Message received: There are some folks who are getting really tired of loud people yapping in the bathroom!

I’ve been photographing signs with problematic grammar to share going-forward.  I think it’s helpful to use real-life examples with kids when teaching punctuation, spelling, etc.  Do you have any interesting real life examples that you’ve used or are willing to share with our community that can help teach kids something about using conventions properly?  If so, please share!

Stacey Shubitz View All

Literacy Consultant. Author. Former 4th and 5th Grade Classroom Teacher.

17 thoughts on “How many exclamation points should one use to end a sentence? Leave a comment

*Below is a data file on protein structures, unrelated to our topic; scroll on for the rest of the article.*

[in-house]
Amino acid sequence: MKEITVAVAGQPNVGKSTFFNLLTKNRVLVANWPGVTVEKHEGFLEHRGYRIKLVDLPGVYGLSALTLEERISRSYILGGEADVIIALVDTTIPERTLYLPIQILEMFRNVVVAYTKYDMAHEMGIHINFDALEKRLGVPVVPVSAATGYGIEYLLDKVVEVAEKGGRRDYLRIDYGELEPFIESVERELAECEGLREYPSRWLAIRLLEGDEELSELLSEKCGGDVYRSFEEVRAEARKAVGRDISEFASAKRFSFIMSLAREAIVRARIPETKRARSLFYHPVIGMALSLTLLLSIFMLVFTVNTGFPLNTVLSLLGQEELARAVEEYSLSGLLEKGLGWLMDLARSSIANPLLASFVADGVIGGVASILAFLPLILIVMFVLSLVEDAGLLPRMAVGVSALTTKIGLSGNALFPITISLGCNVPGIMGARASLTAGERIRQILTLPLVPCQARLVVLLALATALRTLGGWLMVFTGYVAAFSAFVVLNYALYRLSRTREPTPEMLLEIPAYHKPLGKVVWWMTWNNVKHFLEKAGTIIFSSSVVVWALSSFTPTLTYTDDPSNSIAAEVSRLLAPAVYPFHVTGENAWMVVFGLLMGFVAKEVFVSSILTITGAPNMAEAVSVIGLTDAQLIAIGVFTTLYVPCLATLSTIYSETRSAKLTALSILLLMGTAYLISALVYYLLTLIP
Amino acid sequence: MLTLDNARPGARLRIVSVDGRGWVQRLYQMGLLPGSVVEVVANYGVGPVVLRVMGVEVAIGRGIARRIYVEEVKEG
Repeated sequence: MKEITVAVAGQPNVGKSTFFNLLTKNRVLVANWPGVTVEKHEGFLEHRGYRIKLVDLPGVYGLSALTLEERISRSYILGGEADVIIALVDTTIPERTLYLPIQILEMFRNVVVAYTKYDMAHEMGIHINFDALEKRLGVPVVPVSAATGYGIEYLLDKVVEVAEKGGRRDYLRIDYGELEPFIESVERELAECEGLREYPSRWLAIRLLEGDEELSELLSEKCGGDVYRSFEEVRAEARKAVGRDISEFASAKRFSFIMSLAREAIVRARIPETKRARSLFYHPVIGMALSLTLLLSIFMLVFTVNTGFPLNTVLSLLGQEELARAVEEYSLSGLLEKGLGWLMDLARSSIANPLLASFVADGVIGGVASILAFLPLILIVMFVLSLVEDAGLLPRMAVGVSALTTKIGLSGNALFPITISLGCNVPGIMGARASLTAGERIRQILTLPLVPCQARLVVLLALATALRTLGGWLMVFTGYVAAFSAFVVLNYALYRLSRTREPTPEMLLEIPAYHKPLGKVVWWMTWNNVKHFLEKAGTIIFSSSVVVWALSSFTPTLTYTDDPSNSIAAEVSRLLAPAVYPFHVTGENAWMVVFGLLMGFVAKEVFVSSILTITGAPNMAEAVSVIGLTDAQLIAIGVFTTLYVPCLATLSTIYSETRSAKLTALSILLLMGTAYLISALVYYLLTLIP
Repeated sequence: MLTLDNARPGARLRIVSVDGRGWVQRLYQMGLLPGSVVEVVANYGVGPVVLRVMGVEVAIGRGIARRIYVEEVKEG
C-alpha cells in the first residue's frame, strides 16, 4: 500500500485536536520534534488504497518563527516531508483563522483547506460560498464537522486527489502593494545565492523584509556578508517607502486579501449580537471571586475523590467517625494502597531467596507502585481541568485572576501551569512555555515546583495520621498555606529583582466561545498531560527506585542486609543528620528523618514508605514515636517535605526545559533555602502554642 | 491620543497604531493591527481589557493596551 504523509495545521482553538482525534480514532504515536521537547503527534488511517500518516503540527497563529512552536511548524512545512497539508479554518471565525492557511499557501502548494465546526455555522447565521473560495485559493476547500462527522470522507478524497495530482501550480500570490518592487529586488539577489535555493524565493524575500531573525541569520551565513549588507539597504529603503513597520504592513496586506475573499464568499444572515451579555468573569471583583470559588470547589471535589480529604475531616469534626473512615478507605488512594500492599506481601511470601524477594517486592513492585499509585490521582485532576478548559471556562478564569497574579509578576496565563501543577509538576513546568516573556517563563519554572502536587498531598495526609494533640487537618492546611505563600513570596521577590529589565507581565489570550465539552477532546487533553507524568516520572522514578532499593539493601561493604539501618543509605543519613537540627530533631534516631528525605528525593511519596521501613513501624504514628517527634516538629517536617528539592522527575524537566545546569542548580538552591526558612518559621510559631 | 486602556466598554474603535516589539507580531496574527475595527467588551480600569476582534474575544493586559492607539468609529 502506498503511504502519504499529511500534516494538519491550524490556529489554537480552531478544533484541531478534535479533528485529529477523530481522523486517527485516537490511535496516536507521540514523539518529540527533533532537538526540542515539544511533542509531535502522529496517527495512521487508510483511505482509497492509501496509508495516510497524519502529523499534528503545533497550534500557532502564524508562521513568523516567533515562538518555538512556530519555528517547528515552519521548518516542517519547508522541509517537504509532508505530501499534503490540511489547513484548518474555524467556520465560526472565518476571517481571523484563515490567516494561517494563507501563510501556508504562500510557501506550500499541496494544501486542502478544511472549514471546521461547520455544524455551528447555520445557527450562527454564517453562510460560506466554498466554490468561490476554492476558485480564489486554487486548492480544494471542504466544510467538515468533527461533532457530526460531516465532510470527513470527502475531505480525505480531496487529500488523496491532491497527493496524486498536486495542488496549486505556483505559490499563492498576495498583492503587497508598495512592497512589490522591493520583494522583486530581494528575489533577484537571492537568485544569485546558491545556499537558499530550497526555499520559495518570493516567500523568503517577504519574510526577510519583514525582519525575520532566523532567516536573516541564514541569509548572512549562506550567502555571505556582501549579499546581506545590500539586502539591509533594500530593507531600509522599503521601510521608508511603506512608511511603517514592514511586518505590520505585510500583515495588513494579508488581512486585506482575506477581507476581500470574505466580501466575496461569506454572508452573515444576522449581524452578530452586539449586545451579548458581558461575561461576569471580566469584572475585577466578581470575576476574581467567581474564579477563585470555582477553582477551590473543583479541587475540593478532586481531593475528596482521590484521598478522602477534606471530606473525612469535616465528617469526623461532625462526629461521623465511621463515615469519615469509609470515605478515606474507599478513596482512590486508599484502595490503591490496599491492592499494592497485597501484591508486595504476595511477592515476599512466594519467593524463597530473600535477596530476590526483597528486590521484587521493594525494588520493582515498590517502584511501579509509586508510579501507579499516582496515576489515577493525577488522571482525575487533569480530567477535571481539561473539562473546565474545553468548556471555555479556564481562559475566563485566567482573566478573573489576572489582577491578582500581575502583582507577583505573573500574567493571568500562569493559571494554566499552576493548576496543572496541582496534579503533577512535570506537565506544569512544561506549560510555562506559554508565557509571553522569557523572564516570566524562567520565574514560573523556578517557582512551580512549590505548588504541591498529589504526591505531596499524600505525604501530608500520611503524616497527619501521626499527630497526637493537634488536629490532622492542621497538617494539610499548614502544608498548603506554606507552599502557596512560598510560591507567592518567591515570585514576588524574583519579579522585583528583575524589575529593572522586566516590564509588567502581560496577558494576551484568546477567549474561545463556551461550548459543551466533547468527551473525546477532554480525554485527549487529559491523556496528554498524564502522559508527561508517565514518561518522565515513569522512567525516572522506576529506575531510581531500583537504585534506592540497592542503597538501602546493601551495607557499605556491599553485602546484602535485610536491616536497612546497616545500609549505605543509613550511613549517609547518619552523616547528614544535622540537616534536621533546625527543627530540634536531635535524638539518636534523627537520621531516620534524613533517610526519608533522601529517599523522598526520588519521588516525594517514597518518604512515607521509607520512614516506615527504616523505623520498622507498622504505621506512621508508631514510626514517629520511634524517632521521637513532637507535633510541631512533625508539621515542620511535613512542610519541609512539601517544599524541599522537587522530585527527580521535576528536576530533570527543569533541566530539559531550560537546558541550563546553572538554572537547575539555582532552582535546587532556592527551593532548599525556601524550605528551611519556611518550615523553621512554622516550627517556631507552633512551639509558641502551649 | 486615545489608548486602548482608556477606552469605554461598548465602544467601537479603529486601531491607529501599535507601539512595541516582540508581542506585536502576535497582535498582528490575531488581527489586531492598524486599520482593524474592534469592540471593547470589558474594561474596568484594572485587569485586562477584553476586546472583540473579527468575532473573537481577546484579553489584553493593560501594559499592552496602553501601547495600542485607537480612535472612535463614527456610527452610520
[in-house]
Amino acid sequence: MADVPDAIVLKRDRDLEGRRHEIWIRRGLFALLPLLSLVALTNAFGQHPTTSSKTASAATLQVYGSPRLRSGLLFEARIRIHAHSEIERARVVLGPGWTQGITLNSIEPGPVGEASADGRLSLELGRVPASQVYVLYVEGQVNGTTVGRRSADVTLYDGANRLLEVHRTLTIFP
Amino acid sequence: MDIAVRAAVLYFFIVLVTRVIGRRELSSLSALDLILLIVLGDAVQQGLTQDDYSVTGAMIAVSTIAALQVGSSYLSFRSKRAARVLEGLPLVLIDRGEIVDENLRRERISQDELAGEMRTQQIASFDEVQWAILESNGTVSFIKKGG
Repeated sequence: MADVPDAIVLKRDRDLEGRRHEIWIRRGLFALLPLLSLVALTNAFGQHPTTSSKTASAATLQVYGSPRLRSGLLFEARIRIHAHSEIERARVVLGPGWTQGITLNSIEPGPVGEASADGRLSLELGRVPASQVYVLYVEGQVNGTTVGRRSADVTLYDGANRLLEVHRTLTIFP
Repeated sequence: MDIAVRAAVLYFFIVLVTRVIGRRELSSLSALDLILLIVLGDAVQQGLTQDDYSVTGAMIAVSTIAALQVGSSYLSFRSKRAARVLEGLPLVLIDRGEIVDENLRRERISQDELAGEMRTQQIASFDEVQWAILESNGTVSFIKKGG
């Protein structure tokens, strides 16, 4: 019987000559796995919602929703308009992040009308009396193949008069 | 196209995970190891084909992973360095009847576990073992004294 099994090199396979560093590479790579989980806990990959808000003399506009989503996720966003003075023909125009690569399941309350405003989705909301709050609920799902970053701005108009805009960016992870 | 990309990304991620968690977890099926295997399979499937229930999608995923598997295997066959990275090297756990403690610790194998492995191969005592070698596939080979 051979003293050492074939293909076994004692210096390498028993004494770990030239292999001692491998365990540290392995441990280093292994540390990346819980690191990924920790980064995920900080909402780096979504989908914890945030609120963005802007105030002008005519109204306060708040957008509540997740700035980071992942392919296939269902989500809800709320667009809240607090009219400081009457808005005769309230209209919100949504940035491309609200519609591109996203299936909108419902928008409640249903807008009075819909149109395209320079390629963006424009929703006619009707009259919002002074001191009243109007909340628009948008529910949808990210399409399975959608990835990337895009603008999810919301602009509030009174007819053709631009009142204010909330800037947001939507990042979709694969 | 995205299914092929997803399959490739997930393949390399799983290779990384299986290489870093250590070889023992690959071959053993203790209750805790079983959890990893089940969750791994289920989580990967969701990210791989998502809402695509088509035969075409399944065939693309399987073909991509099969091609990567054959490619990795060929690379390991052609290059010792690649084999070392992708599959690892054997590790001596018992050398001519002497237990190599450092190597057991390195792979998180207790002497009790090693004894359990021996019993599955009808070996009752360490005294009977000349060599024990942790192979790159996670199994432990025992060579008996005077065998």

1. Natasha and others who have commented about “breaking the rules”: I am disappointed (one reader said, saddened) to hear that some of us will now stop using multiple exclamation marks at the end of the sentence. I think a good inquiry project might be to investigate how some of our favorite children’s writers use exclamation marks. Do these writers sometimes use more than one exclamation mark at the end of a sentence to mark extreme enthusiasm or another heightened emotion, and are they effective? I’m curious myself so maybe I will do just that. I think the decision to use multiple exclamation marks at the end of a sentence depends on the kind of writing that we’re doing . Recently, I received a list of dos’ and don’ts from the IT coordinator at my new school and one of the don’ts that caught my eye (because I do this sometimes) was do not mark an email as “urgent”. More often than not, it isn’t and apparently it’s annoying and inappropriate. Hmm…I could see that because either way if you get an email from someone chances are you’re going to open it no matter what and when I’ve marked an email as “urgent” it’s because it’s urgent to me and/or I’m late in responding. All interesting stuff and I hope we don’t all just jump to attention when these rules are presented as the correct way, as if there’s ever only one way to do things. As I told my students recently, words come into use (the same could be said of mechanics) because people start using them – they catch on because they serve a purpose or a need, and then these words become part of our daily vocabulary. Sometimes these words are already in the language but now they are used to mean something else or they are nouns but have been reinvented as verbs, etc. Examples are “to friend someone on FB”, “to heart something or someone”, etc.